The resilient mindset

Today, I went on my charity walk. I was ready to go, 3 Km (2 miles) I intended to approximately powerwalk, insofar as I can given that I am still recovering flexibility after my hip chop op.

The organisers suggested I go with Beryl, a little old lady who also wanted to do the 3 Km course. I was about to decline, because no way could she walk fast enough, then I thought, “It’s a mitzvah. So what if I go slower than I intended?”

In case you don’t know, a mitzvah is a Jewish custom of doing secret good deeds. It is also one of the tools of positive psychology. Do lots of mitzvahs, and not only do you become a better person, but the habit also lifts your long term mood.

OK, so I didn’t powerwalk, but matched her pace. This was FAR faster than my normal brisk walking pace, and I soon felt comfortably warm in the chilly autumn morning air. We were striding along at a great rate while getting to know each other.

When we got back, we chatted with a few people — then both decided to do another 3 Km lap together.

Here is the inspiring part: her story.

She is 83, going on 84. 29 years ago, she was involved in a head-on smash. She suffered multiple injuries, including severe brain damage. When she woke in hospital, she couldn’t speak or move. She suffered a stroke, and for a long time had epilepsy as a result of her brain injuries.

Yet here she was, walking fast enough to outspeed most people 40 years her junior, never mind short legs.

She has regrown her intelligence, no longer has epilepsy, and the only leftover of her stroke is difficulty moving 3 fingers of her left hand. She is cheerful, good company, involved in lots of volunteer activities.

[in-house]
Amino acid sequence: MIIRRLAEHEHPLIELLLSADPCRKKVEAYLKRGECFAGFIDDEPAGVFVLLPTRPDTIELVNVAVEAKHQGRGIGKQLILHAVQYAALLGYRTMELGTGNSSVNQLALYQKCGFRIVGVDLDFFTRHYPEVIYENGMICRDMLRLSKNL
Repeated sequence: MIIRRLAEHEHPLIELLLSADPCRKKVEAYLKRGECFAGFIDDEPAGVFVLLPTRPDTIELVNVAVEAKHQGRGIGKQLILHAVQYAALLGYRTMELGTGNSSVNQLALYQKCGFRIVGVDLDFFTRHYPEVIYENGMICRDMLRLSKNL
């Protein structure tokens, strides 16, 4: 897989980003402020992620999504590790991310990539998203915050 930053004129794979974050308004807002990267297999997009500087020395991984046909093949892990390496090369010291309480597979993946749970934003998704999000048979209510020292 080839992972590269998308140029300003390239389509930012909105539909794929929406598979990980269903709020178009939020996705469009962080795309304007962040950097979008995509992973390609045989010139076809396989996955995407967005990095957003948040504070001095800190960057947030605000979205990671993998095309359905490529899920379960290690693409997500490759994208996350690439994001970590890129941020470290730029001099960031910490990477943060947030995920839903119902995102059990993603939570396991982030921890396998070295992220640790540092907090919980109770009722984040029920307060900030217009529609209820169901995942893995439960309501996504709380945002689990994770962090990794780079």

How did she achieve this?

As soon as she regained consciousness, she was determined to recover. On the way home from rehab, she saw some calves being taken to market. She talked to the driver, and organised to buy the calves (she lives on a farm). This meant that she had an obligation to feed those animals twice a day, and to look after them in other ways. She told me, this external duty meant there was no question: however she felt, she needed to care for her animals.

She said, there is a middle-aged woman who lives near her who had also suffered a car smash. When she introduces herself to anyone, she starts with, “I have brain damage…” She has multiple handicaps, far less serious than Beryl’s original state, but permanent.

This difference is the secret. We know that the brain grows back to regain lost function — if the will and determination is there.

Copy Beryl’s attitude, and you’ll never be depressed, regardless of your circumstances.

About Dr Bob Rich

I am a professional grandfather. My main motivation is to transform society to create a sustainable world in which my grandchildren and their grandchildren in perpetuity can have a life, and a life worth living. This means reversing environmental idiocy that's now threatening us with extinction, and replacing culture of greed and conflict with one of compassion and cooperation.
This entry was posted in Health, philosophy, Psychology. Bookmark the permalink.

2 Responses to The resilient mindset

  1. Elissa Sutherland says:

    Beautiful Bob. What an inspiration she is and you too!


    • Dr Bob Rich says:

      Thank you, Elissa, and thank you for visiting. I think you’ll like the other offerings here too.
      Yes, I’d like to be like this lady when I grow up.


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